How an election timing quirk could complicate Maine’s latest people’s veto efforts

Troy R. Bennett | BDN
Troy R. Bennett | BDN
Voters, voting, vote, election, elect in Gorham. Polls, poll, file photo.
A trio of efforts to repeal three landmark laws passed this year by the Democratic-led Maine Legislature may have an uphill battle even if they make the ballot.
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AUGUSTA, Maine — A trio of efforts to repeal three landmark laws passed this year by the Democratic-led Maine Legislature may have an uphill battle even if they make the ballot, because they’re slated to run concurrently with a new 2020 Democratic presidential primary.

Those people’s veto drives are looking to appeal largely to conservative voters to repeal laws that allow doctors to prescribe life-ending medication to terminally ill patients, allow abortions to be funded with state money in the Medicaid program and roll back nonmedical exemptions to school vaccine requirements.

To get on the ballot, opponents of each law must complete the difficult task of submitting more than 63,000 signatures from registered voters to Maine Secretary of State Matt Dunlap’s office by Sept. 18. But if they succeed, the date of a statewide vote isn’t final yet.

However, the Maine Constitution says valid people’s veto efforts go to the next statewide election. A November statewide election is scheduled to vote on a constitutional amendment, but the people’s veto efforts would have to produce signatures by early next month for Dunlap’s office to get their questions on the ballot and collection has barely started.

That next election could come because of yet another 2019 change from legislative Democrats — a switch from a party-run presidential caucus to a state-run March primary — in time for what is now a 25-way race for the Democratic nomination to face President Donald Trump.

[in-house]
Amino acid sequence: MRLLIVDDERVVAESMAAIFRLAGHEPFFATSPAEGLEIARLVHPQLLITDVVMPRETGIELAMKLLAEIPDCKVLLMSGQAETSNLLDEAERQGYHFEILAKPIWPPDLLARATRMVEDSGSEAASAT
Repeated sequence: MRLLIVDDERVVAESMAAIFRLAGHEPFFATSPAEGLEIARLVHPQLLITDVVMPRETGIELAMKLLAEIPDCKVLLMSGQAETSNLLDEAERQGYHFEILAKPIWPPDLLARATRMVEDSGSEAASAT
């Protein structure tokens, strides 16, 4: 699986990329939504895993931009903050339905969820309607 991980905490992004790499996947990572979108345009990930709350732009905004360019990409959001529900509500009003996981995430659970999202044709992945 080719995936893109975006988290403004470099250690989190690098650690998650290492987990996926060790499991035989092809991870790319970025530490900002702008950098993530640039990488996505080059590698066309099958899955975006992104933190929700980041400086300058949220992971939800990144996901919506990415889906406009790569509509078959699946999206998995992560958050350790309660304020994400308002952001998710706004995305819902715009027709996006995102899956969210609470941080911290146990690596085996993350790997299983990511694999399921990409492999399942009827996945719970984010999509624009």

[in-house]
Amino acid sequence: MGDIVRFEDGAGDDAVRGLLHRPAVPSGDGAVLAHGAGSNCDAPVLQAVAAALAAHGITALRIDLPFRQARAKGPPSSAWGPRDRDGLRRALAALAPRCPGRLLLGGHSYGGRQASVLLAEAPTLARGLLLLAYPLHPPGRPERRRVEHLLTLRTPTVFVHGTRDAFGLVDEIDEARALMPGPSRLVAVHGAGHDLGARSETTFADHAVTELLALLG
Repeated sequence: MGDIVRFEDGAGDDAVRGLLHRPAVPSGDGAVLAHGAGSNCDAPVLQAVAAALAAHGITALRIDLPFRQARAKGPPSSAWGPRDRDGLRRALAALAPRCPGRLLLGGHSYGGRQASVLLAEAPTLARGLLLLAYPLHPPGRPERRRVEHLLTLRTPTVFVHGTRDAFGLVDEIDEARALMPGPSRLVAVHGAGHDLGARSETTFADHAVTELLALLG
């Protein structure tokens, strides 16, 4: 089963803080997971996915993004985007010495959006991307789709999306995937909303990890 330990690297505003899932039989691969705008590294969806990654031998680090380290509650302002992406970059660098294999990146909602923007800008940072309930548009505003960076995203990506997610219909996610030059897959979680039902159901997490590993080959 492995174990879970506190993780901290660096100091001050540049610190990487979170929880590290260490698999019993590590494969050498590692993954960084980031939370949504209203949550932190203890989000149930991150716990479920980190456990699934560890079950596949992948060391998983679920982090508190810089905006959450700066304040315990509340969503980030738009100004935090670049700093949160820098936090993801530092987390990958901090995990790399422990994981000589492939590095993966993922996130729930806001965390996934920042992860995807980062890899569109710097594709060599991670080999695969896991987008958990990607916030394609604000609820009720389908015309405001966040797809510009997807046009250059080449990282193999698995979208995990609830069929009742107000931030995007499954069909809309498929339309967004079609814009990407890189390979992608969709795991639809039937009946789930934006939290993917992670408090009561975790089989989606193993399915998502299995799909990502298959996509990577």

The Republican president isn’t expected to face a serious threat for the nomination. Maine Democrats have indicated an interest in using the optional primary. This could put people’s veto proponents in the odd, unenviable position of running a general election campaign in an environment dominated by Democratic voters.

Carroll Conley, the executive director of the evangelical Christian Civic League of Maine, which is running the efforts to repeal the so-called “death with dignity” and abortion laws, conceded that the June 2019 state primary would “absolutely” be better for his side than in March.

However, he said they would continue trying to get them on the ballot if that is the only option and that people in his community are “most engaged I’ve seen citizens over a couple issues” around the two bills signed into law by Gov. Janet Mills, a Democrat.

“It will come down to whether we’re able to engage our base, regardless of whatever else is going on,” Conley said.

The timing of the election has caused some confusion. Conley said his group was working Tuesday to get updated information on the potential election’s timing. If nothing changes, any valid people’s veto effort will go to the ballot in March, said Kristen Muszynski, a Dunlap spokeswoman.

However, there is another dim caveat: That primary wouldn’t happen in 2020 if another attempt to subject the bill creating the primaries to a people’s veto got on the ballot then. That is one of 12 other people’s veto efforts against Democratic measures being tried by activist Jack McCarthy of Woodland.

His fringe conservative positions gained him notoriety after a 2013 meeting with former Gov. Paul LePage and his efforts look less organized than the other three people’s veto attempts, which are backed by coalitions that have set up established political action committees.

But McCarthy said Tuesday that 300 or more people have agreed to collect signatures for his drives, seeing lots of momentum against the Democratic-backed measures. Still, McCarthy said he couldn’t handicap the chances of the primary bill getting to the ballot, calling it “a crapshoot.”


Correction: A November statewide election is scheduled for a vote on a constitutional amendment. An earlier version of this story was incorrect.

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